In Chicago, neighborhoods on the South and West sides are prime examples of the ever-evolving nature of American communities. Here, longtime residents are mostly priced out of areas they and their family before them have built over many decades, unable to afford the limited inventory of houses on the market and therefore denied the opportunity to build wealth through homeownership. The effects of now-illegal housing policies reverberate across generations: In today’s Chicago, only 35 percent of Black families and 43 percent of Latino families own their homes, compared to 72 percent of white families. As housing opportunities dwindle, local business and community development are choked off too. Only about 13 percent of small businesses in Chicago are owned by people of color.
But there are signs of progress. Helping realize the heights that communities can reach when the needs of citizens are prioritized, JPMorgan Chase is investing in residents building and maintaining housing development, community investment, and entrepreneurship opportunities in Chicago’s South and West side neighborhoods and nearby Back of the Yards. Residents in these neighborhoods are coming together, building communities that will endure for generations. At the forefront of the movement are three visionary leaders—each realizing a better future for one of the country’s most storied cities.
The influx of Mexican residents in 1960 marked a new chapter for Pilsen, one defined by dramatic cultural and economic shifts. Pilsen’s tax base shrunk, reducing the city’s capital for schools and infrastructure and triggering disinvestment. Pilsen was effectively a “credit desert,” where restrictive lending practices left families with limited access to mainstream credit. The situation rendered homeownership nearly impossible.
At the time, Pilsen was struggling. Poverty and a shortage of resources fostered increased crime, which further impeded meaningful investment in the community.
But Pilsen’s downturn spurred radical innovation among the community’s most passionate residents. Raul Raymundo, a Mexican immigrant who grew up in Pilsen, saw every vacant lot as an opportunity.
Raymundo knew that home purchase lending creates the kind of capital that can transform communities. In Pilsen, limited access to living-wage jobs, affordable housing, and bank loans meant families were trapped in a cycle of poverty.
In 1990, with just $30,000 in seed money from local religious leaders, the then 25-year-old created The Resurrection Project (TRP), an organization focused on transforming abandoned lots into affordable housing and hosting workshops on how to build credit and buy property.
“We used to live in a one-room apartment, and there were four of us. We were very cramped there. I never knew how to navigate the homeownership process.”
“If you grew up in poverty, your parents didn’t teach you about owning a home. They teach you more about surviving, and saving money for emergencies. I never had a taste of what homeownership could be.”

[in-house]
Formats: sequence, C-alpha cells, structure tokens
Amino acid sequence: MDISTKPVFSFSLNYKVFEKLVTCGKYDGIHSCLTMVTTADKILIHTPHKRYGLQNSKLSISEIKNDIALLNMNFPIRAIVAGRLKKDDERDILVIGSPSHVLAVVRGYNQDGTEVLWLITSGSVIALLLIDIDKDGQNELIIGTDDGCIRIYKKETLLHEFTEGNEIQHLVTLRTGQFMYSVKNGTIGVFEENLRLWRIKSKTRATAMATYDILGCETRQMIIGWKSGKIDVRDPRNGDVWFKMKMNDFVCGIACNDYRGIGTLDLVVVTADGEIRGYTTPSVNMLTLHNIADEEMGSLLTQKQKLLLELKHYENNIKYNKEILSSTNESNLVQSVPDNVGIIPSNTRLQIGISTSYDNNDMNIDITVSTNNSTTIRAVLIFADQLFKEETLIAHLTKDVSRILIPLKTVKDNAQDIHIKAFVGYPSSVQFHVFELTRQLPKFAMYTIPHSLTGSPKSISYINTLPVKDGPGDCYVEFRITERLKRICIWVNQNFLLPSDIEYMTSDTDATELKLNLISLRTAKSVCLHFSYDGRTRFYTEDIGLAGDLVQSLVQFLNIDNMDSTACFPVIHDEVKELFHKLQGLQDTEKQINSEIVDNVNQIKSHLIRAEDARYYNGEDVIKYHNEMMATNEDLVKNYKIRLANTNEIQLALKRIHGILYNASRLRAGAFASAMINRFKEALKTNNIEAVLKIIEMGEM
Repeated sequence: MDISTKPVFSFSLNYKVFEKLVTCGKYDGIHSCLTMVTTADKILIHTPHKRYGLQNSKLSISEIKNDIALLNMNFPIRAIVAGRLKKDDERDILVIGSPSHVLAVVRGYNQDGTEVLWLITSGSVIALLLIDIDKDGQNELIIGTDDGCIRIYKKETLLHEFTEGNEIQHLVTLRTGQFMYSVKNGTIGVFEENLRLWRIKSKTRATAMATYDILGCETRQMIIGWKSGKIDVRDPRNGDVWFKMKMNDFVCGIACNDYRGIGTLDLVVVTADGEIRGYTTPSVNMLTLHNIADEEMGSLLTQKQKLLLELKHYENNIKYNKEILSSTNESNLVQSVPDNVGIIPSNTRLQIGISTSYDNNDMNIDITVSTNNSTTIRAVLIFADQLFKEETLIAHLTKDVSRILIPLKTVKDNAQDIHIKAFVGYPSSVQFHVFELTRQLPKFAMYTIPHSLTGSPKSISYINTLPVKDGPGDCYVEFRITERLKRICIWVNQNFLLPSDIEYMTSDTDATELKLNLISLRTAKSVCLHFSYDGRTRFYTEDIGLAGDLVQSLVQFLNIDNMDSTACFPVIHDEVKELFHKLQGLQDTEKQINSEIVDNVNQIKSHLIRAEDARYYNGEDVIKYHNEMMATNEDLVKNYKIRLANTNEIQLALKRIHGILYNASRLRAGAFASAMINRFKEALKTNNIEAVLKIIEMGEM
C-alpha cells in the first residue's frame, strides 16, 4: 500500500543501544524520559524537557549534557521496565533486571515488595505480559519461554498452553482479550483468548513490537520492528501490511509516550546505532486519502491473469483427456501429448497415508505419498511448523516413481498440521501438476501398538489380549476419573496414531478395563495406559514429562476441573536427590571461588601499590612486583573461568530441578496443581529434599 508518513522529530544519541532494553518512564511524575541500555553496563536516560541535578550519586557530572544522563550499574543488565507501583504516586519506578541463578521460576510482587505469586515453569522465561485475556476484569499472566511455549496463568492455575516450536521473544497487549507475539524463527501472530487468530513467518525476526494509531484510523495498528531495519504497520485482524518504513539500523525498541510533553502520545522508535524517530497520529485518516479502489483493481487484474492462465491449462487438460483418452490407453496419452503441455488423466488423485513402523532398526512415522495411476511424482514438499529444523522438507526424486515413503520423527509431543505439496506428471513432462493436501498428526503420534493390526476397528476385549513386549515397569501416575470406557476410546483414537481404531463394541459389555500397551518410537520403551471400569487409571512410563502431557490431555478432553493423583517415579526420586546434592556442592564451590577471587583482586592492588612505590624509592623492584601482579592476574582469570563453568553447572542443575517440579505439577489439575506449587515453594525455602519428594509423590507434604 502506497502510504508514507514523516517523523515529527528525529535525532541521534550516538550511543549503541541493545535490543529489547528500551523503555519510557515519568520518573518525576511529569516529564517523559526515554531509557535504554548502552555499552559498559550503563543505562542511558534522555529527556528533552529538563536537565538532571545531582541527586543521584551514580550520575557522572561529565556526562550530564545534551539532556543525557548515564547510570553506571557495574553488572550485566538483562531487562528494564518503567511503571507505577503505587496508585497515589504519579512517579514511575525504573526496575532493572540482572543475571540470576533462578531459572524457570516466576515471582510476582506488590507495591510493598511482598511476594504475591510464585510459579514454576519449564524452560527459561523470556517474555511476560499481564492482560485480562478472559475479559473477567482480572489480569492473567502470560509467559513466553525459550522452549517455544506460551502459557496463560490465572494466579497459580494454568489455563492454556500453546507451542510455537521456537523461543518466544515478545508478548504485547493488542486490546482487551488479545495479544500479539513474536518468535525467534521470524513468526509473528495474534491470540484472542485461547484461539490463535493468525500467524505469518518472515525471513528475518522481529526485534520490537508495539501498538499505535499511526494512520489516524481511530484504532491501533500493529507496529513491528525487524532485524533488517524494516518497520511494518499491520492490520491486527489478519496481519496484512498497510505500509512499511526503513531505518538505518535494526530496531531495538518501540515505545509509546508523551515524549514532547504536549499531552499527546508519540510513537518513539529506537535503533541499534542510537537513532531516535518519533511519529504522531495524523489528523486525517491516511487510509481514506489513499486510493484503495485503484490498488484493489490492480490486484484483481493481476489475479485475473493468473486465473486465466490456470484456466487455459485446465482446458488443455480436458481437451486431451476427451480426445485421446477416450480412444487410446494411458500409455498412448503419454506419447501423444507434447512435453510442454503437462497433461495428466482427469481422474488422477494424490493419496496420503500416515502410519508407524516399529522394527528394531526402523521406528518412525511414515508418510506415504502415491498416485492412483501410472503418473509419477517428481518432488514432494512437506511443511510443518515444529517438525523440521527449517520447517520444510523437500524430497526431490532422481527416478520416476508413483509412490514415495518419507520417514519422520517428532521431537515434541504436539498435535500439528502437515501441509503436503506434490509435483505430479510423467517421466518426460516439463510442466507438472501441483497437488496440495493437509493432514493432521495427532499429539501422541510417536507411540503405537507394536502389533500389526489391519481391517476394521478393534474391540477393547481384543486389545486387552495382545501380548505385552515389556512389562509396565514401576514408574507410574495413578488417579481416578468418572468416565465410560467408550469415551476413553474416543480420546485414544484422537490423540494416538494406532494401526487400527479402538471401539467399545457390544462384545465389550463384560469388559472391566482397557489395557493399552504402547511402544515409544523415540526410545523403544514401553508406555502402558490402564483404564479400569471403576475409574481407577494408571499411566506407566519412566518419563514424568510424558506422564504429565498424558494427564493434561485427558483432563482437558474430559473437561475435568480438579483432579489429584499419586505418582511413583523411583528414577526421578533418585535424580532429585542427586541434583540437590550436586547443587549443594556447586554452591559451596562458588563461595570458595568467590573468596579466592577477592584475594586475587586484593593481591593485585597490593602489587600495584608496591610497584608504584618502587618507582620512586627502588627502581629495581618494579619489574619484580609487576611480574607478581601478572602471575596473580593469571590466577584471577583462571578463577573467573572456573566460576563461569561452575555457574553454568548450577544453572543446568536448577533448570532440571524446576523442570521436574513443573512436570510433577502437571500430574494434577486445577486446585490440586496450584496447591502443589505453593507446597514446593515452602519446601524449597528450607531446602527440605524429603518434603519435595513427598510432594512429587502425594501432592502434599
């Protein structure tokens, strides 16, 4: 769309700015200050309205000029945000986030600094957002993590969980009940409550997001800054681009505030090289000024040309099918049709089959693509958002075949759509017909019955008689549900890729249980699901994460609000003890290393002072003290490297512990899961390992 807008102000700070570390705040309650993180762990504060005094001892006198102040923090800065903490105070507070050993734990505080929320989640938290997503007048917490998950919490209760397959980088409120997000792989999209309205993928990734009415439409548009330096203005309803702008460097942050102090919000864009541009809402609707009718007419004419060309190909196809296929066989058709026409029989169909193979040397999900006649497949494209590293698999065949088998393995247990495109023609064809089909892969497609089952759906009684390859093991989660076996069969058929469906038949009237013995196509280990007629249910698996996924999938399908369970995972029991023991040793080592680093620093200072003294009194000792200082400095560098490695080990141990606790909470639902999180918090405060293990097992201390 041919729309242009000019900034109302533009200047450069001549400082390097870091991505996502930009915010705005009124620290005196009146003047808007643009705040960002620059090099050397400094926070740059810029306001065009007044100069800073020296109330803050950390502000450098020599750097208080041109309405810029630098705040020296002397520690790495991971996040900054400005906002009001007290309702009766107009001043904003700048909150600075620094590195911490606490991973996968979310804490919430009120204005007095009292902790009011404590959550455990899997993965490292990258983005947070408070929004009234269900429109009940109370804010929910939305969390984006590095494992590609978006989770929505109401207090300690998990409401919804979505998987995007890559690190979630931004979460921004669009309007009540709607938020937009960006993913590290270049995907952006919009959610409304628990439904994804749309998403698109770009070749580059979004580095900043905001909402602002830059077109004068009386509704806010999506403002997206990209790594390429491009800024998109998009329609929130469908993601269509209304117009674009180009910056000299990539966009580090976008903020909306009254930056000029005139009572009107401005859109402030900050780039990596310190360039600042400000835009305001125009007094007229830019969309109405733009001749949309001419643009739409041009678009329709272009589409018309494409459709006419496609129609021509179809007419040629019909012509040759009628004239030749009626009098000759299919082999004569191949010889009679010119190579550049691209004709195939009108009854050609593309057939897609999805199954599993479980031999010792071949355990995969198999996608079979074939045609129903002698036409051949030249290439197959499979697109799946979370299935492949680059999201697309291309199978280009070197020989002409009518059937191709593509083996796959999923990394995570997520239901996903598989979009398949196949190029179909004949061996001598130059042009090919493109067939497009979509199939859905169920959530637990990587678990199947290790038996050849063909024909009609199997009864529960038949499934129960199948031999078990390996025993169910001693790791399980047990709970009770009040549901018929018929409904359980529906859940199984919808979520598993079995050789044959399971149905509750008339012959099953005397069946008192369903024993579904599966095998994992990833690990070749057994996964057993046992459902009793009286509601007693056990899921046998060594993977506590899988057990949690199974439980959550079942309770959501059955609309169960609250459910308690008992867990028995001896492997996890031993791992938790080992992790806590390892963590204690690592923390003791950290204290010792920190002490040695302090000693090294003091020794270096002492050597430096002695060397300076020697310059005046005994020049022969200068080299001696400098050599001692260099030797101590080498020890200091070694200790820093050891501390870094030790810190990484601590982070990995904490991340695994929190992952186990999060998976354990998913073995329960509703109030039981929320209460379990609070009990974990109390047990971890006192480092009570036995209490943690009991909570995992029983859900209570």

“My parents didn’t think they could become homeowners. I can’t say that I remember staying anywhere for more than a year or two years. When the lease is up, you find the next place.”
Today, the organization is looking to scale by constructing modular housing in the Back of the Yards community, a majority Latino neighborhood just south of Pilsen.
MEET RAUL RAYMUNDO:
That support is a portion of the firm’s $30 billion commitment aimed at dismantling the structural barriers Black, Hispanic, and Latino communities have faced on the road toward building wealth.
For its part, JPMorgan Chase endeavors to solve for “the root cause of inequities, going beyond symptoms and institutionalizing change,” says Joanna Trotter, executive director and senior program officer of global philanthropy at JPMorgan Chase. That’s why, Trotter says, the firm seeks partners that are implementing systems-level change for the communities they serve.
As the leader of an organization that has been active in Pilsen since 1990, JPMorgan Chase trusts and invests in leaders like Raymundo. Trotter calls him “an important truth-teller and innovator,” citing TRP’s longtime leadership in developing and preserving affordable rental housing and homeownership opportunities, creating a community development financial institution (CDFI), and bringing responsive financial products to the community among the efforts that make him a both a valuable strategic partner and a fount of community knowledge.
“We have committed to targeting our investments in a way that benefits Chicago’s South and West side communities,” says Trotter. “But how we do that is informed by local organizations and leaders doing the work.”
“[Our TRP home] is a blessing, actually, because we lived in a very small apartment. Having a place to live was something. I was very, very happy. My children were shouting in excitement when they saw they would have a place to live.”
“Intergenerational wealth is my biggest motivation for homeownership. It creates a different type of wealth besides just money. It creates a place where your future generation can call home as well. TRP introduced us to the opportunity.”